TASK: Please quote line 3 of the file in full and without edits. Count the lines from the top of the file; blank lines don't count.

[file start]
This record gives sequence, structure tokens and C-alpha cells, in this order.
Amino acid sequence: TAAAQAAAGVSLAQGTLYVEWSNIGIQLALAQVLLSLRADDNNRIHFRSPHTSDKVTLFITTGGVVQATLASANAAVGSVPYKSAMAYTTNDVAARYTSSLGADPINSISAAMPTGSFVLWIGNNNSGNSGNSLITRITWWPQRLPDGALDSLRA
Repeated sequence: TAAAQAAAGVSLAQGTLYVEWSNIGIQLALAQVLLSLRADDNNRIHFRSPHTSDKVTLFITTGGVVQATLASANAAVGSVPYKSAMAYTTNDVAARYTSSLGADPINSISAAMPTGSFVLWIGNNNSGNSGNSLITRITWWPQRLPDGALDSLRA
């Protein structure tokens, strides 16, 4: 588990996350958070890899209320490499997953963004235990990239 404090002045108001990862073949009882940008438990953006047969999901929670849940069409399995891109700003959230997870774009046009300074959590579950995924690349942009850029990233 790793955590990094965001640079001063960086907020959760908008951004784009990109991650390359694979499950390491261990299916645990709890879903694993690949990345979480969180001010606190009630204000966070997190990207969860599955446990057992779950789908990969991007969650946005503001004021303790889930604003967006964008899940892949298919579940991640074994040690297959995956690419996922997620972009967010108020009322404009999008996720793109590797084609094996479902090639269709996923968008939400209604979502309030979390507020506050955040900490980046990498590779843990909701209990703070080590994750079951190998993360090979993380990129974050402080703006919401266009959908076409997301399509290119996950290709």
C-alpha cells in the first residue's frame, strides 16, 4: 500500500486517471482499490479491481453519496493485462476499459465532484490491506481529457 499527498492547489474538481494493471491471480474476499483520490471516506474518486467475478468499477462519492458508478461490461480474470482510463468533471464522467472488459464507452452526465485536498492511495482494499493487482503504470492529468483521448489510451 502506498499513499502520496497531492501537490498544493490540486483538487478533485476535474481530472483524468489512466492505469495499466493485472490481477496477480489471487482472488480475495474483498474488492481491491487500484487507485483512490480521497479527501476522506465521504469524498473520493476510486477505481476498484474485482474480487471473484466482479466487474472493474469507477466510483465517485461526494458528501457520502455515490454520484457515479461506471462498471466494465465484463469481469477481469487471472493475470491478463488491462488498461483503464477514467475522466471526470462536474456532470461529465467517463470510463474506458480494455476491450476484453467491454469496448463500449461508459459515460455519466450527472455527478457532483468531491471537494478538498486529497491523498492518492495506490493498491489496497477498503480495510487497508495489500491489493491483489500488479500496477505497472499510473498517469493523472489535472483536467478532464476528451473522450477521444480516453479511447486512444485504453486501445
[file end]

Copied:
Repeated sequence: TAAAQAAAGVSLAQGTLYVEWSNIGIQLALAQVLLSLRADDNNRIHFRSPHTSDKVTLFITTGGVVQATLASANAAVGSVPYKSAMAYTTNDVAARYTSSLGADPINSISAAMPTGSFVLWIGNNNSGNSGNSLITRITWWPQRLPDGALDSLRA